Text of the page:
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Print Preservation: A Look at Wide-Format Laminators

(October 2008) posted on Fri Oct 10, 2008

The laminator is your first line of defense when you need to shield and enhance your screen-and digitally printed graphics. Learn about the types of machines on the market and find out how a laminator can help you expand your capabilities and customer base.

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By Ben P. Rosenfield

Heat sources and cooling Most thermal laminators rely on a suspended heat source that runs through the nip rollers. The heater’s duty cycle involves bringing itself up to operating temperatures, heating the surrounding ambient air, and maintaining those temperatures. Contact heat sources are the most effective, according to Haan, because they are actually touching the inside surface of the roller assemblies. “The thermal recovery rate from the act of laminating is faster with such systems, and they also provide the capability of managing temperature uniformity across the roll face,” he says.

Maintaining an even temperature profile across the face of a roller is critical. In some roller configurations, where a single cal-rod heating element is suspended in the center of the roller, the journals, bearings, and all of the steel used toward the end of the rollers can act as a heat sink and draw heat out. Such an effect can lead to temperature variations and require the operator to push the temperature beyond its required level to compensate.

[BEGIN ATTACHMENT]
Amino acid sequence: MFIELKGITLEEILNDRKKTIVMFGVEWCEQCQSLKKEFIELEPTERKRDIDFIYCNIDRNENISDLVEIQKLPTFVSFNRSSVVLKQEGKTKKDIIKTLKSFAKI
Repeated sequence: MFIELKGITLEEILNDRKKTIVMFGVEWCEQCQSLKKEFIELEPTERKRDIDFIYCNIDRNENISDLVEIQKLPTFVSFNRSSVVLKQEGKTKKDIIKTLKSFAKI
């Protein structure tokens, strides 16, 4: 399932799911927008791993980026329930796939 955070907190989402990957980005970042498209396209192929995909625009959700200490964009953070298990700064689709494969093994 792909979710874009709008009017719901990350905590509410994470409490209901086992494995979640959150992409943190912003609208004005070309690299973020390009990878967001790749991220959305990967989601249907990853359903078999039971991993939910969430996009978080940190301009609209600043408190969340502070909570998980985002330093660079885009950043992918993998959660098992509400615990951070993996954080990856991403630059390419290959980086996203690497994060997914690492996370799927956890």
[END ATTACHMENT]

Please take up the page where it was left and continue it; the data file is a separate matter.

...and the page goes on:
Thermal laminators generally feature a cooling apparatus between the pull rollers that maintain proper film tension and guide the laminating process and the laminating nip rollers. The cooling mechanism typically takes the form of chill rollers that pull excessive heat out of film and cool it to a flat state. The chill rollers are not internally cooled, but instead rely on a fan bank or group of blowers to help them dissipate heat.

Controls and adjustability The materials with which a laminator may be compatible are largely determined by its adjustability. The main factors to consider are the range of temperatures, material-feeding speeds, and media thicknesses supported by the unit and how these parameters are controlled.

In terms of controls, laminating equipment runs the gamut, from simple, analog systems with mechanical switches to advanced systems with touchpad controls and digital readouts. Many digitally operated systems can be used to program and store common job settings for easy recall. In the end, the type and number of jobs you plan to run will dictate the type of controller best suited to your needs.


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